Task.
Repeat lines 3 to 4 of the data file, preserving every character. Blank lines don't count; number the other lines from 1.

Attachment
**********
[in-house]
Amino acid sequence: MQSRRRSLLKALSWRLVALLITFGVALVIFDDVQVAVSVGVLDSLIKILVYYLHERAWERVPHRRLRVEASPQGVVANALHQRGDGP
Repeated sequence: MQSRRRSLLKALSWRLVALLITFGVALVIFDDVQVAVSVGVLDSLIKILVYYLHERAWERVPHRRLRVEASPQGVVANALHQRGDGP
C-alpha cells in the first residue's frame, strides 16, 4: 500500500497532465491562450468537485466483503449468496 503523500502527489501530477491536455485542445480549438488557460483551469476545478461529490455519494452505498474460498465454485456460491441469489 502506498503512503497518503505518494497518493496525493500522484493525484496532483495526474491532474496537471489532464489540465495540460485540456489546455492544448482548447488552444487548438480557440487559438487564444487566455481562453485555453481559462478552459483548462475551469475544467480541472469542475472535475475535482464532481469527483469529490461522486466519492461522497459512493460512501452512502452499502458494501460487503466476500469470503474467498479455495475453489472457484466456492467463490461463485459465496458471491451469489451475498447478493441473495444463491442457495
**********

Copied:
Repeated sequence: MQSRRRSLLKALSWRLVALLITFGVALVIFDDVQVAVSVGVLDSLIKILVYYLHERAWERVPHRRLRVEASPQGVVANALHQRGDGP
C-alpha cells in the first residue's frame, strides 16, 4: 500500500497532465491562450468537485466483503449468496 503523500502527489501530477491536455485542445480549438488557460483551469476545478461529490455519494452505498474460498465454485456460491441469489 502506498503512503497518503505518494497518493496525493500522484493525484496532483495526474491532474496537471489532464489540465495540460485540456489546455492544448482548447488552444487548438480557440487559438487564444487566455481562453485555453481559462478552459483548462475551469475544467480541472469542475472535475475535482464532481469527483469529490461522486466519492461522497459512493460512501452512502452499502458494501460487503466476500469470503474467498479455495475453489472457484466456492467463490461463485459465496458471491451469489451475498447478493441473495444463491442457495